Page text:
Can we eliminate tuberculosis?

By Dr Kerri Viney

Tuberculosis – or TB – is an ancient and well-documented disease.

Termed “the great white plague” and the “captain of these men of death”, TB has plagued mankind for centuries. A cause of untold human suffering, many people think TB has disappeared, but it hasn’t.

Scientists once thought human TB was a mutated form of bovine TB, transmitted from animals to humans and then amplified during the industrial revolution when overcrowding and poverty were rife. However, recent genomic analyses have demonstrated TB has been with humans for thousands of years, ever since modern humans migrated out of Africa.

TB is a bacterial disease that can affect any bodily site. It is transmitted through the air, making everyone vulnerable to infection. It is estimated that about one-third of the world’s population have breathed in the bacteria but only a fraction of these will develop active disease. This risk is heightened by certain other diseases and risk factors such as HIV infection, diabetes and smoking.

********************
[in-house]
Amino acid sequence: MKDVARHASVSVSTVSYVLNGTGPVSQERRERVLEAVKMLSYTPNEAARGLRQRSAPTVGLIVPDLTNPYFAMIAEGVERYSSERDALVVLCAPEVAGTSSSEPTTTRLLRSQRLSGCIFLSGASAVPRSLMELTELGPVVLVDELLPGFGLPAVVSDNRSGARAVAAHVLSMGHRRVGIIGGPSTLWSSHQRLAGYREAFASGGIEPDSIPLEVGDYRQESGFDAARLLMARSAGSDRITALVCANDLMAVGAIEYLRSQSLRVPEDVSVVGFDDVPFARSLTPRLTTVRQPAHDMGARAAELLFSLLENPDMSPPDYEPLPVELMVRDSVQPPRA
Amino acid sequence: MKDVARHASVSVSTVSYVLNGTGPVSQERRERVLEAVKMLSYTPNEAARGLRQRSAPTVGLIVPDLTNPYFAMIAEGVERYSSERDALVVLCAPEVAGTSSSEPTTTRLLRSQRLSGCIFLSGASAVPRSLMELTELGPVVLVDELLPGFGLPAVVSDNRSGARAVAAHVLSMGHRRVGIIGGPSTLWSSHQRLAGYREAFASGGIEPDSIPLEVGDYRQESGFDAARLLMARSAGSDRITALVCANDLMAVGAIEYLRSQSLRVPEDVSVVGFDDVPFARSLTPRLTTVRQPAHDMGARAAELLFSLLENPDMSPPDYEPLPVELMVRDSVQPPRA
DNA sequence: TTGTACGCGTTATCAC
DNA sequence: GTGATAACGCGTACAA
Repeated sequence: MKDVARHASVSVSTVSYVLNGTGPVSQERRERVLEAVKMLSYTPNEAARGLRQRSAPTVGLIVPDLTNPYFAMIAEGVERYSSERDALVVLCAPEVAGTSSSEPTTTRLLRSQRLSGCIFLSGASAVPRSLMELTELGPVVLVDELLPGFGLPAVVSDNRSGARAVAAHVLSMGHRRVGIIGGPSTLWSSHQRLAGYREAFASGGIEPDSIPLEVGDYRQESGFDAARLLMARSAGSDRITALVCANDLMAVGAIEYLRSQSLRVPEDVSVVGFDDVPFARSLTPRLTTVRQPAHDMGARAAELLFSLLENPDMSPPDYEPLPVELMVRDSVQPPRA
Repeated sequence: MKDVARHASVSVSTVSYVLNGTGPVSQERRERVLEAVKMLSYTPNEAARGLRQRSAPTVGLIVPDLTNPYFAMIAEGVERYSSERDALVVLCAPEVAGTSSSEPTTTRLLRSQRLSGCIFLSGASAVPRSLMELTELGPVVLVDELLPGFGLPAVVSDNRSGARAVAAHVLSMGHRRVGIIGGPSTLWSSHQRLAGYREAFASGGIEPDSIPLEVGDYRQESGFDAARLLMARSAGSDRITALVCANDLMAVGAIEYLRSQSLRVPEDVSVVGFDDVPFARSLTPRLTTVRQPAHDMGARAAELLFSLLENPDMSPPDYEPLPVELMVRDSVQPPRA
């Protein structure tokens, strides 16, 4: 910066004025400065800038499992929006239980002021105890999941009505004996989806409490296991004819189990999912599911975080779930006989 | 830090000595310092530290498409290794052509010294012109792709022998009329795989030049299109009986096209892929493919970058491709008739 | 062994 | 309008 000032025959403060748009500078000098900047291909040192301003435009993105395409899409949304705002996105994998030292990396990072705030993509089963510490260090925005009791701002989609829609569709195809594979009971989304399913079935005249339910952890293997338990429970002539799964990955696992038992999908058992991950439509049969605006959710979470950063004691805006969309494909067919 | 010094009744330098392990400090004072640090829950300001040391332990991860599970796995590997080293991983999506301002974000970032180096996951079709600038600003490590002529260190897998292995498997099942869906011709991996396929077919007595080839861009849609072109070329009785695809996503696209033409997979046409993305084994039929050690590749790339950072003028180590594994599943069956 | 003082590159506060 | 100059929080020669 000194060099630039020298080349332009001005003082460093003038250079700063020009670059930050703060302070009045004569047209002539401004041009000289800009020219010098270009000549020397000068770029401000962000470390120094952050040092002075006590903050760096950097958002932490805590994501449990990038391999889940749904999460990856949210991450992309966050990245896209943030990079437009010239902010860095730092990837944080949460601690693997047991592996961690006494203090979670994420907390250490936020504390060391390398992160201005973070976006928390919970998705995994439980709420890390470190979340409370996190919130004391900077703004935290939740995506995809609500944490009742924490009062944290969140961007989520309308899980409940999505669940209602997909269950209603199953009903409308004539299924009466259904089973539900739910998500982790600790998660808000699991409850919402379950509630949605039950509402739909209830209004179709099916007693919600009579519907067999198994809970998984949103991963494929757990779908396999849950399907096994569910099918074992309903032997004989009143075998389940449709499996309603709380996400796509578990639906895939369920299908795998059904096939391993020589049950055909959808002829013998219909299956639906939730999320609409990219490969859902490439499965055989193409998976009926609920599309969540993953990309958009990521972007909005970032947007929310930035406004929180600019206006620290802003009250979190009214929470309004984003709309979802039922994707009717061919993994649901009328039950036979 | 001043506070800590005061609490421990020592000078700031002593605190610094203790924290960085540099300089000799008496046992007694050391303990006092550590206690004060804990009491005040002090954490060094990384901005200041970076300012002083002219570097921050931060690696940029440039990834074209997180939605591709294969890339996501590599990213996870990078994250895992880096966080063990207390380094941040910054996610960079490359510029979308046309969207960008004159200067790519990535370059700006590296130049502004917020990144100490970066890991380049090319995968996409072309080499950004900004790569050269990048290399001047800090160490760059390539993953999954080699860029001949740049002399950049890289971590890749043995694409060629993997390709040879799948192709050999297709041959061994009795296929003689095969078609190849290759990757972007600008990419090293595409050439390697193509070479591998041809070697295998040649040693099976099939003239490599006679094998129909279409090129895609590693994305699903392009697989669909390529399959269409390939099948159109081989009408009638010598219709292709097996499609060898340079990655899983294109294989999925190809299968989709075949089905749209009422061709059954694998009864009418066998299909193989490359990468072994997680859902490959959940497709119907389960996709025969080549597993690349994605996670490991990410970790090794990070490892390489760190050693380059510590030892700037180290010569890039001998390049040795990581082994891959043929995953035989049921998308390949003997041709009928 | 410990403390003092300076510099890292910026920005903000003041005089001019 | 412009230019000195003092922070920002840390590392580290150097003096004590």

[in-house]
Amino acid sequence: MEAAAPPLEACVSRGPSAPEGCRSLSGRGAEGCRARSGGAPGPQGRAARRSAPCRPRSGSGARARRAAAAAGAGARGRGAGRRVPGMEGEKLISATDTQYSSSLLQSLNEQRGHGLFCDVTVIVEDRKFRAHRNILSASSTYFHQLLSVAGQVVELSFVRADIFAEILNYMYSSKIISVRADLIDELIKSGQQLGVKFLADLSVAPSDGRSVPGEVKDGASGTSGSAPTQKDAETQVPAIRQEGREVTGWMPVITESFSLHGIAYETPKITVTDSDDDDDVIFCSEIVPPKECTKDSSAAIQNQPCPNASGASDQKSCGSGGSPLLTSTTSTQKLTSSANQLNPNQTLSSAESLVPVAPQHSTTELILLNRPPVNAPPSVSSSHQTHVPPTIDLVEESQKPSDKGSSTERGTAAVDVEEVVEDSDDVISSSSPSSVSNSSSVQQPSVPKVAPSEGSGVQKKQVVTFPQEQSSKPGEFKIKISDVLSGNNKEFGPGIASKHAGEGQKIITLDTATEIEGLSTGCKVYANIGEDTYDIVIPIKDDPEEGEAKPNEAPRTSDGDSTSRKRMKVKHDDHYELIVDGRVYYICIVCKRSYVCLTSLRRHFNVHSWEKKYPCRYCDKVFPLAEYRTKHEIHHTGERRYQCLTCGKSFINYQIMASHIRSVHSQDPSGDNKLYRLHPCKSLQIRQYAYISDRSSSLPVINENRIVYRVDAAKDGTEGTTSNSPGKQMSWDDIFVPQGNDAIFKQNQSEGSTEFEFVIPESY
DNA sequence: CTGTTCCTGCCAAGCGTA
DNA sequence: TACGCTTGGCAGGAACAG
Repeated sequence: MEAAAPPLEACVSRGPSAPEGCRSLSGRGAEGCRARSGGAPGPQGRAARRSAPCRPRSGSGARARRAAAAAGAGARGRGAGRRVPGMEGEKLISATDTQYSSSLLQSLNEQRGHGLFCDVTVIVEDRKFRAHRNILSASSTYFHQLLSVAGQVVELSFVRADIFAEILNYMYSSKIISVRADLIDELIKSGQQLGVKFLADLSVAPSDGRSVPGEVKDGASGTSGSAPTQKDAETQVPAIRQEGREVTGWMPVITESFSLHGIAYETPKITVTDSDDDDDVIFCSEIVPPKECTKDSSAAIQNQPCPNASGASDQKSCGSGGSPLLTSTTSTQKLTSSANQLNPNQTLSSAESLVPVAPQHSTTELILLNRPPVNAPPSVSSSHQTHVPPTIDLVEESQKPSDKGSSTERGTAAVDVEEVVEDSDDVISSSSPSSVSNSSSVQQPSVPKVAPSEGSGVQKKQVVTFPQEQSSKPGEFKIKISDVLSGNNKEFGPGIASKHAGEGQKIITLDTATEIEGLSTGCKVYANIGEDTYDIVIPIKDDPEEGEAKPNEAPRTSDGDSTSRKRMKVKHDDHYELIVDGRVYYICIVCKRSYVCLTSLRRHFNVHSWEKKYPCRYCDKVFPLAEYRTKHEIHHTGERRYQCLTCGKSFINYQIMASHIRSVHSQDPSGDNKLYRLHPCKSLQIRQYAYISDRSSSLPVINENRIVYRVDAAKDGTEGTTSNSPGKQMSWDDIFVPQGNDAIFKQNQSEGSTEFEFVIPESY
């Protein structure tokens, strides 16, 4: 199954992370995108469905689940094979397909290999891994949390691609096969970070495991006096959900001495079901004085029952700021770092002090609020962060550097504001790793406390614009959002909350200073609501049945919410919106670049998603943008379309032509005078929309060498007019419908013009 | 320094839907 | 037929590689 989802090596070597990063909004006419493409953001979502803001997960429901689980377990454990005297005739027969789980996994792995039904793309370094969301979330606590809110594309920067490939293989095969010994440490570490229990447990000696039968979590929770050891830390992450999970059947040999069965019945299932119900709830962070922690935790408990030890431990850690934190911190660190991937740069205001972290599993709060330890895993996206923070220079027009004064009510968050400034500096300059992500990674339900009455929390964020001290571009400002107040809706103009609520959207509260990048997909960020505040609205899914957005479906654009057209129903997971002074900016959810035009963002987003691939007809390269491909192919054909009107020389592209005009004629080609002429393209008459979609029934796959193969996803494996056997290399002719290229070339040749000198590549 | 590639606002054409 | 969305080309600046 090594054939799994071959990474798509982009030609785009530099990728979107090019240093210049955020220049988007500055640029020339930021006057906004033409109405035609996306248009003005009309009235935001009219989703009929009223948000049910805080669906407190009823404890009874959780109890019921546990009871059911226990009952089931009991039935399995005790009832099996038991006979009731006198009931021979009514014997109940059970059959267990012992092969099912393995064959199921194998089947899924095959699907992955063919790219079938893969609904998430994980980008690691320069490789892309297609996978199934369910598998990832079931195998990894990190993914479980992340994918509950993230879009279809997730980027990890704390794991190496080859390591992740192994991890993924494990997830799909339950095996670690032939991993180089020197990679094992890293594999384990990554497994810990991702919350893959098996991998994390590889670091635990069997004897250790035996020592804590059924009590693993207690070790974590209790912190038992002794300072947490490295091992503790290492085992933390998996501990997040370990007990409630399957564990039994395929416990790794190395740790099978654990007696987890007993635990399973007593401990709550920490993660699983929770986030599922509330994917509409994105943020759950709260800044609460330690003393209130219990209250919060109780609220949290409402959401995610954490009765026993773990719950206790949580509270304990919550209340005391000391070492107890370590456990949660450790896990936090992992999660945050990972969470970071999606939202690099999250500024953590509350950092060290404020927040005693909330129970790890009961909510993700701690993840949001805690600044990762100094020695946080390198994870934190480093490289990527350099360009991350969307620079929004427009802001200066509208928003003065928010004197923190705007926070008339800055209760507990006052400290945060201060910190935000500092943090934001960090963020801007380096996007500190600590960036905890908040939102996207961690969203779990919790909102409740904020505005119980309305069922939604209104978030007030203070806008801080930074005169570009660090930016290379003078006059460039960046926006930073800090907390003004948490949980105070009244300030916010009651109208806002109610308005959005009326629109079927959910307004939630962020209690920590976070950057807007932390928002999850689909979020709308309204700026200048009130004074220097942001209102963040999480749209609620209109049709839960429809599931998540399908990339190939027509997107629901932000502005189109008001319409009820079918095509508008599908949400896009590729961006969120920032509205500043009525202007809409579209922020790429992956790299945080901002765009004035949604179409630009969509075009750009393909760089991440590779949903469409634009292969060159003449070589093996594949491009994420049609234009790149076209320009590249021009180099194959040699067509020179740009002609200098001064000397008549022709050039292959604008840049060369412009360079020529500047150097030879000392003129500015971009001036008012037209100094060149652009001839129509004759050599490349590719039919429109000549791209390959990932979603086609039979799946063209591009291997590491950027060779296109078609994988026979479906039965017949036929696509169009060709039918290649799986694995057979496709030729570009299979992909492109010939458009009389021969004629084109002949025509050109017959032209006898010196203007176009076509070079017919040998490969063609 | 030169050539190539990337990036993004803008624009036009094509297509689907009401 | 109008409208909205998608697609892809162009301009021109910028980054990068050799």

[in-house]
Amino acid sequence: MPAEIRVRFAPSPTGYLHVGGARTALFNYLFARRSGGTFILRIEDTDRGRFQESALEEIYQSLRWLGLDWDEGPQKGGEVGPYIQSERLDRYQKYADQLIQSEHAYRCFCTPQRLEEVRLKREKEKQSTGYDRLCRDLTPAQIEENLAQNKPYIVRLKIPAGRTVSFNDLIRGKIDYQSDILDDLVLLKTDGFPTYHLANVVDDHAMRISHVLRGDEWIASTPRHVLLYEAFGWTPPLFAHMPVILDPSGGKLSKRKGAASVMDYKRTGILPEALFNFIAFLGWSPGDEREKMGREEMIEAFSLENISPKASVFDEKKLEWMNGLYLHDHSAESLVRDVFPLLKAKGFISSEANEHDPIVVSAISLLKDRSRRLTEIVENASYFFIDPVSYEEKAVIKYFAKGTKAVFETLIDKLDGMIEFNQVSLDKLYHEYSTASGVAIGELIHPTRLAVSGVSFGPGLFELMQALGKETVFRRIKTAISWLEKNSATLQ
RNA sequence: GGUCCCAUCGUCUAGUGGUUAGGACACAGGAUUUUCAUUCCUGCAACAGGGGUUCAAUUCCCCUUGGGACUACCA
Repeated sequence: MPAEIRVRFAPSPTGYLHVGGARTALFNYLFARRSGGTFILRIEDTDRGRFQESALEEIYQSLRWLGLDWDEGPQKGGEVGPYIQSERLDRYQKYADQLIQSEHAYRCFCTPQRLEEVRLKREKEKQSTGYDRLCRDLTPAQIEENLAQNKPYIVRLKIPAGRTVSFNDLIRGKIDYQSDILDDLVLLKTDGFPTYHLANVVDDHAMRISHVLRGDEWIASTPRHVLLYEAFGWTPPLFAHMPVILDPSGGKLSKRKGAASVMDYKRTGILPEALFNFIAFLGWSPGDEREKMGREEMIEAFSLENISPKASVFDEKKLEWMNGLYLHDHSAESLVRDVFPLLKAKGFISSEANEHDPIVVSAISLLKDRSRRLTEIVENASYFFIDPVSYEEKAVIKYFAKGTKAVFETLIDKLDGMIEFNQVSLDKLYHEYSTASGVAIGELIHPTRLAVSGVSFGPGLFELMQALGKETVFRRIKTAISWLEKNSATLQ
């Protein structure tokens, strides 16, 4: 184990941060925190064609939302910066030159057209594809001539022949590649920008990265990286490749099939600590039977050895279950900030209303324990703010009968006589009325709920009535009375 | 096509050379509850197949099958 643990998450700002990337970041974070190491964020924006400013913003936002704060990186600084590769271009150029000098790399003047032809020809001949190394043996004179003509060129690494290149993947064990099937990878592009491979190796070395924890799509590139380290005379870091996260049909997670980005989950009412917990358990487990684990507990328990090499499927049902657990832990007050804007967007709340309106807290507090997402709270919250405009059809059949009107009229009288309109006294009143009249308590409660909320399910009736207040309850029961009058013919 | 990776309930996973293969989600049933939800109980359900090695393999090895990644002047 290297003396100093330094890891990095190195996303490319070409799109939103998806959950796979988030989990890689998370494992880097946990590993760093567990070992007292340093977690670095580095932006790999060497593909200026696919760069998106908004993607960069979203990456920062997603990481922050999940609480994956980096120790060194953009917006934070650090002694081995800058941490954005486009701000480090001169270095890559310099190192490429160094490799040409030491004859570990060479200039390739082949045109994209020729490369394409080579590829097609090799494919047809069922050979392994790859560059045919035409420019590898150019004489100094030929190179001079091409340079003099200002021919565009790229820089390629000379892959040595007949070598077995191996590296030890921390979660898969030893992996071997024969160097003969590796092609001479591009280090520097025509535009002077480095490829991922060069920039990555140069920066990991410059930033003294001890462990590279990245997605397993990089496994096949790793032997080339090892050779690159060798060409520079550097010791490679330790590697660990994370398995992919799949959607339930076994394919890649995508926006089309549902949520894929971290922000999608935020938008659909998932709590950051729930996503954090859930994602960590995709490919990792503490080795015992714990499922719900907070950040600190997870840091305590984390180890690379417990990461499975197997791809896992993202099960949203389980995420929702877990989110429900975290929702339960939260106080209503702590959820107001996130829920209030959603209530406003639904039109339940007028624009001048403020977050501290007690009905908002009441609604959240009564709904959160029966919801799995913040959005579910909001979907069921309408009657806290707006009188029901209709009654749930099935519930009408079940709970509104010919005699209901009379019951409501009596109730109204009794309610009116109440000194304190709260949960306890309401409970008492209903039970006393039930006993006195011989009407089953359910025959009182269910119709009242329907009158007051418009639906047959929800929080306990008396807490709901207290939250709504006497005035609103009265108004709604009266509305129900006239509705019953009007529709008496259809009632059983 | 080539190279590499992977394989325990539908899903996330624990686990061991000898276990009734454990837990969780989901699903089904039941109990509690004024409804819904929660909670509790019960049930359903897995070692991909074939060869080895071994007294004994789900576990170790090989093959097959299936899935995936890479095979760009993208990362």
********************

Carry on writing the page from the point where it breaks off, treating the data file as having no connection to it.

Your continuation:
The World Health Organization recently released its annual global tuberculosis report. Based on data from 202 countries, the report outlines the magnitude of the problem and steps being taken to address it. The report highlights that the TB epidemic is larger than previously estimated, due to revised estimates from India.

The global TB burden is substantial.

In 2015, there were an estimated 10.4 million cases, of which one million (10 per cent) were children. Men are disproportionately affected by TB, with a male to female ratio of 1.7:1.

Approximately 60 per cent of the world’s TB occurs in six countries: India, Indonesia, China, Nigeria, Pakistan and South Africa.

Globally, TB incidence is declining by about 1.5 per cent per annum. This modest decline is not sufficient to end the global TB epidemic. In 2015 there were 1.4 million TB deaths recorded and an additional 0.4 million deaths among TB patients with HIV infection. Therefore, TB remains one of the top 10 killers worldwide.Ending the global TB epidemic will be a major focus for national governments, international partners, policymakers, researchers and advocates for the next 20 years. One of the key targets of the Sustainable Development Goals (SDGs) is to end the TB epidemic by 2030. Aligned with the SDGs, the End TB Strategy, approved by the World Health Assembly in 2014, calls for dramatic reductions in TB incidence, mortality and patient costs to achieve the target.